Album Review

Rolo Tomassi - Grievances

This is a confident return to form.

Rolo Tomassi - Grievances

With major line-up upheavals in recent years, 2012’s ‘Astraea’ marked a substantial shake up for Rolo Tomassi when compared to their previous records. Though it is a departure again, to describe ‘Grievances’ as returning to their roots in any way would be a misrepresentation of the changes the band have gone through; the riffs and melody lines alone are far removed from what came before, but what has perhaps returned is a greater vigour, a more raw approach that’s reflected in harsher mixes that nevertheless feel less compressed and more dynamic than those for ‘Astraea’.

‘Ramdeuter’ is an early highlight; both technically more simple than their previous work and more atmospheric, it is dynamically more complex than many of their earlier compositions, taking the time to develop ideas and not lean too heavily on stop-start leaps in volume. That said, the clean vocals that mark the most arresting part of the outro can’t erase the memory of the searing guitars that preceded it, and that follow on ‘The Embers’, a track that bears all the impassioned, barely suppressed chaotic rage of the defiant final Reuben album.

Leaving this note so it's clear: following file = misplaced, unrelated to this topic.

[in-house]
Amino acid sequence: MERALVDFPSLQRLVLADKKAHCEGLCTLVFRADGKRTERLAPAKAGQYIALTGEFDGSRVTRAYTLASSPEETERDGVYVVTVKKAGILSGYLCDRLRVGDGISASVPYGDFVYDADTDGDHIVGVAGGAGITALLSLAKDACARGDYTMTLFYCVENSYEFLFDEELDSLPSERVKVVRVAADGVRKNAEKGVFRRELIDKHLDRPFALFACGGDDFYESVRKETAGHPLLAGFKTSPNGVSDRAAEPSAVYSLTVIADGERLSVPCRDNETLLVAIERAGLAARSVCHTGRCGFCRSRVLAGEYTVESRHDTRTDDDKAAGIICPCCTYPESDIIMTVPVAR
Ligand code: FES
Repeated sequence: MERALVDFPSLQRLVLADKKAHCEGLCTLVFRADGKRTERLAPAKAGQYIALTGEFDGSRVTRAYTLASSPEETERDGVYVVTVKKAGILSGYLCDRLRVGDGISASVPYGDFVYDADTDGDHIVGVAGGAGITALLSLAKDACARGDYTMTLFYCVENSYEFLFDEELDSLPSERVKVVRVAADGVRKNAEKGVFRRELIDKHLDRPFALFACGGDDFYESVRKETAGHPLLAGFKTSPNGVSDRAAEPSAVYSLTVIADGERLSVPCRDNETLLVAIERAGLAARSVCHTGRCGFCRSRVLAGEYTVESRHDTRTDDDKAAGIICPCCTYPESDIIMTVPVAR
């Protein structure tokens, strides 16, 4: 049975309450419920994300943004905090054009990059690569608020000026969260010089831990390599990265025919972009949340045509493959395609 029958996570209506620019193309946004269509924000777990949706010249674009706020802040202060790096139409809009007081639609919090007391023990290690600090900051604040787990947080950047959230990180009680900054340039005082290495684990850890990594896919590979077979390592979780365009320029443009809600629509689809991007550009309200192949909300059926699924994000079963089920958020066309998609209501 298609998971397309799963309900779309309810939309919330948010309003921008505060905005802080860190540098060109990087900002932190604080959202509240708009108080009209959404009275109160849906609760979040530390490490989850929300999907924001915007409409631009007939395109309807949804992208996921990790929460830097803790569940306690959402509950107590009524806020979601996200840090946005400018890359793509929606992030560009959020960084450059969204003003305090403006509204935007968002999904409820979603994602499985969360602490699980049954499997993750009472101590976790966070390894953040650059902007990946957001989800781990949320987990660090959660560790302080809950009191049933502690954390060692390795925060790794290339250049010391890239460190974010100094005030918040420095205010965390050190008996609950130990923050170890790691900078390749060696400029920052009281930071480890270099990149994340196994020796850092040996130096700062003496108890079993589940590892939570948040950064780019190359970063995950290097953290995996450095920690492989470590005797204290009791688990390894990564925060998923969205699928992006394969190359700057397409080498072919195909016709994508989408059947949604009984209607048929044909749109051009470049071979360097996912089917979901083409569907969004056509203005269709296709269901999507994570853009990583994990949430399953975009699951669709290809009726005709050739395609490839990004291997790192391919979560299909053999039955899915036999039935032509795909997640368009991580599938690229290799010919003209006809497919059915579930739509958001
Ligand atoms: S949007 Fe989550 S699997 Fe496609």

‘Opalescent’ boasts an excellent drum intro that underpins the textural development of the piece, with layered piano lingering from the segue track that precedes it, ‘Prelude III (Phantoms)’ quickly being joined by arpeggiated guitar figures that ride the kinetic tide of percussion that explodes forth from behind the kit. For the most part, the track is actually more sedate, with almost a late-career Radiohead vibe to it.

Normal post-hardcore service is resumed on single ‘Stage Knives’ and the excellently Dillinger Escape Plan-esque riff workout ‘Funereal’, but the record’s strength really lies in the juxtaposition of these incendiary tracks with the poised and expansive closer ‘All That Has Gone Before’. No doubt some old fans will continue to decry this latest chapter in Rolo Tomassi’s seemingly endless search to scratch their inner itch, but make no mistake; this is a confident return to form.

Tags: Rolo Tomassi, Reviews, Album Reviews

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